Welcome to some fresh Weekend Reading friends…I hope you had a good week. We’ve been on vacation and we’re back to the grind on Monday. I’ll have a future post about our recent travels featuring how we we save so we can splurge during vacation.
I managed to post one article over the last week – here it is – what I believe is the best budgeting rule of thumb. Do this from the start and you can pretty much live your life without worrying about spending needs or wants.
Have a great weekend and see you here next week.
- Save 10% (or more) of our net income.
- Keep a small emergency fund.
- Pay off our credit cards every month.
- Disaster-proof our life.
- Establish financial plans and revisit assumptions.
Freedom Thirty Five Blog says he’ll never be debt-free.
Here are seven ETFs for young investors.
A Wealth of Common Sense wrote about the greatest bubble of all time.
My friend Rob McLister believes now could be the time to lock-in your variable rate mortgage. Our mortgage rate is 1.95% so it would likely take at least a 50-basis point rise in lending rates for us to lose out over the next four years to a fixed rate mortgage. I understand where he is coming from but we’ll keep our variable rate for now.
Thanks to RateHub for including my take, along with other top bloggers, busting a number of credit card myths.
For the most Canadiana article of this week, a deer crashed through the window of a Kitchener-Waterloo Tim Hortons. It is unclear whether the deer left with a double-double coffee or not.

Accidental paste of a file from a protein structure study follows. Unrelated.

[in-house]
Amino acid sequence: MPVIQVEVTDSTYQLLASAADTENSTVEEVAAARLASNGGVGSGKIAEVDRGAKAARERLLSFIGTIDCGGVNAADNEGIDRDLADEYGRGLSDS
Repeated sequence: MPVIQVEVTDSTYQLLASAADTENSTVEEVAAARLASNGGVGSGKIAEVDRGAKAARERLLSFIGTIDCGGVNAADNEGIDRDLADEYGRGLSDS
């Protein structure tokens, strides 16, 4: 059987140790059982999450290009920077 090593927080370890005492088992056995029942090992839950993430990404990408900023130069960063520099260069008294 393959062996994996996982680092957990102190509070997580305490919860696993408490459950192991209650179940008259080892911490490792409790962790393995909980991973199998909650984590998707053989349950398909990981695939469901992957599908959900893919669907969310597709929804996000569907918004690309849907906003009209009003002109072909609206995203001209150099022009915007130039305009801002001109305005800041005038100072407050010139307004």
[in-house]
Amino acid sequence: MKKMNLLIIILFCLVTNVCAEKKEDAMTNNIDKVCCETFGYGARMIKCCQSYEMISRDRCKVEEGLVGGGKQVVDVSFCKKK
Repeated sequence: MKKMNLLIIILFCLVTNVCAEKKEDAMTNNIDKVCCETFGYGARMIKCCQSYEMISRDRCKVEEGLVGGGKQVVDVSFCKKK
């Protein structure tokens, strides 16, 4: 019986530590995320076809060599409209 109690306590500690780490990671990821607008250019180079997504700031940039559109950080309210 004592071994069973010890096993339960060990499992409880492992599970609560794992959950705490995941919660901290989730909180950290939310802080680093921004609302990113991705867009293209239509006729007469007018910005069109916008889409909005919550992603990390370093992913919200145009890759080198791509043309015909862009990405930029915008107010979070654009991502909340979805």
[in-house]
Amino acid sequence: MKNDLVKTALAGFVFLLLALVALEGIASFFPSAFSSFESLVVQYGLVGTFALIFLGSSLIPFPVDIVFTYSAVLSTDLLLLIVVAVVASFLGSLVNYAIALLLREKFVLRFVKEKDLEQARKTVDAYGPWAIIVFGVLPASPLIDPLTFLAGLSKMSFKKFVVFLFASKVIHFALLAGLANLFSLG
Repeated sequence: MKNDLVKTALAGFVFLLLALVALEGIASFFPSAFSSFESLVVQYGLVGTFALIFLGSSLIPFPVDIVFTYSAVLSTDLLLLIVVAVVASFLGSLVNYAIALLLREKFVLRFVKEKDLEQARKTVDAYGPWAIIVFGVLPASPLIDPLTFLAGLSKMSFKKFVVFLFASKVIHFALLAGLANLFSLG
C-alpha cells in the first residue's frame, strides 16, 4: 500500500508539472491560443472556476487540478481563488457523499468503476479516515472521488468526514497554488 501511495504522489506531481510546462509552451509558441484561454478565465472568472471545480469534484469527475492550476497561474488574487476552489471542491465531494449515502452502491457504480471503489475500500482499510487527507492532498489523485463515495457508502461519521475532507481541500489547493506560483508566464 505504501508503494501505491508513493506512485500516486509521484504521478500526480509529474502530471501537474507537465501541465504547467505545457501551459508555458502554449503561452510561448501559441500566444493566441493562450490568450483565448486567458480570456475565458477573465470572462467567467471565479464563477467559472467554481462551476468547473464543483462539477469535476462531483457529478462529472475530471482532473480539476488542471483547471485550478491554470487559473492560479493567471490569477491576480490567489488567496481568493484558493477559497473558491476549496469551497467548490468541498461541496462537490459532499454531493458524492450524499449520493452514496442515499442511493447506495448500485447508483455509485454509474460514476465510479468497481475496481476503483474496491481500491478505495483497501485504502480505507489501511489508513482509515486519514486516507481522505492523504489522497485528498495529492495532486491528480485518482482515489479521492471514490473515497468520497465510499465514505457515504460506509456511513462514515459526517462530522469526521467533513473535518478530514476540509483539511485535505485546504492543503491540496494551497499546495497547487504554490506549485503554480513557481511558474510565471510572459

I was forwarded this old link – Warren Buffett on risk and volatility. Within the article there was another good reminder about the relative safety of equity investing over time; Buffett: “The unconventional, but inescapable, conclusion to be drawn from the past fifty years is that it has been far safer to invest in a diversified collection of American businesses than to invest in securities — Treasuries, for example — whose values have been tied to American currency.” The takeaway for you is: don’t confuse volatility as a proxy for investing risk – it’s not the same thing. Here’s my take on risk and volatility.
Investor advocate Ken Kivenko recently forwarded me the stats for this mutual fund – a mutual fund to avoid: IG Canadian Balanced Fund Series A. The stats? I think they’re rather ugly. As of June 2016: a person who invested $1,000 in this fund about 10 years ago would have $1,188 as of May 31, 2016. This is equal to an annual compounded return of approximately 1.7%. By comparison, the established Mawer Balanced Fund produced a 10-year rate of return of 7.9%. Ouch.
Boomer and Echo has some advice for Millennial investing.